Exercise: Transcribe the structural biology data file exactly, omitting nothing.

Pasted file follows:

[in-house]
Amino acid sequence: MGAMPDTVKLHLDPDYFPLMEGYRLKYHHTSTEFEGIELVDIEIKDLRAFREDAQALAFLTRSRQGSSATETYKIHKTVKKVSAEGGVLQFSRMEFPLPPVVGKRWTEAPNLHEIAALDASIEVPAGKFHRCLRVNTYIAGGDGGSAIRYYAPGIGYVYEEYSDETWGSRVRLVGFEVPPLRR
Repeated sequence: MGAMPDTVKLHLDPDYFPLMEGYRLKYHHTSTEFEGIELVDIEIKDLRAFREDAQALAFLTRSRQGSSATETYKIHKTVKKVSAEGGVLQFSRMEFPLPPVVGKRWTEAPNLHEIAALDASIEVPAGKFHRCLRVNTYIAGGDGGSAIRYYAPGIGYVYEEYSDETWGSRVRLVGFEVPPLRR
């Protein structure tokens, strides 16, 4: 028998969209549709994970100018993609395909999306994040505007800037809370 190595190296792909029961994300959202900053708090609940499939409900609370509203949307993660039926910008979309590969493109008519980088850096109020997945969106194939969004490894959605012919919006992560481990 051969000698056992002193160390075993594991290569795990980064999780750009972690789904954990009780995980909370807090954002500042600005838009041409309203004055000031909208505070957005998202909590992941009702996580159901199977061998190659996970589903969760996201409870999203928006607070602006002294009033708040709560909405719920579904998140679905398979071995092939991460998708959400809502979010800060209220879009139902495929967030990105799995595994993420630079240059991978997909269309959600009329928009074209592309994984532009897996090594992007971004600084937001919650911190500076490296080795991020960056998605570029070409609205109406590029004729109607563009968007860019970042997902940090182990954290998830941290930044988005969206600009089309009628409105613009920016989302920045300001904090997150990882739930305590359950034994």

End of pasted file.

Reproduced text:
[in-house]
Amino acid sequence: MGAMPDTVKLHLDPDYFPLMEGYRLKYHHTSTEFEGIELVDIEIKDLRAFREDAQALAFLTRSRQGSSATETYKIHKTVKKVSAEGGVLQFSRMEFPLPPVVGKRWTEAPNLHEIAALDASIEVPAGKFHRCLRVNTYIAGGDGGSAIRYYAPGIGYVYEEYSDETWGSRVRLVGFEVPPLRR
Repeated sequence: MGAMPDTVKLHLDPDYFPLMEGYRLKYHHTSTEFEGIELVDIEIKDLRAFREDAQALAFLTRSRQGSSATETYKIHKTVKKVSAEGGVLQFSRMEFPLPPVVGKRWTEAPNLHEIAALDASIEVPAGKFHRCLRVNTYIAGGDGGSAIRYYAPGIGYVYEEYSDETWGSRVRLVGFEVPPLRR
């Protein structure tokens, strides 16, 4: 028998969209549709994970100018993609395909999306994040505007800037809370 190595190296792909029961994300959202900053708090609940499939409900609370509203949307993660039926910008979309590969493109008519980088850096109020997945969106194939969004490894959605012919919006992560481990 051969000698056992002193160390075993594991290569795990980064999780750009972690789904954990009780995980909370807090954002500042600005838009041409309203004055000031909208505070957005998202909590992941009702996580159901199977061998190659996970589903969760996201409870999203928006607070602006002294009033708040709560909405719920579904998140679905398979071995092939991460998708959400809502979010800060209220879009139902495929967030990105799995595994993420630079240059991978997909269309959600009329928009074209592309994984532009897996090594992007971004600084937001919650911190500076490296080795991020960056998605570029070409609205109406590029004729109607563009968007860019970042997902940090182990954290998830941290930044988005969206600009089309009628409105613009920016989302920045300001904090997150990882739930305590359950034994």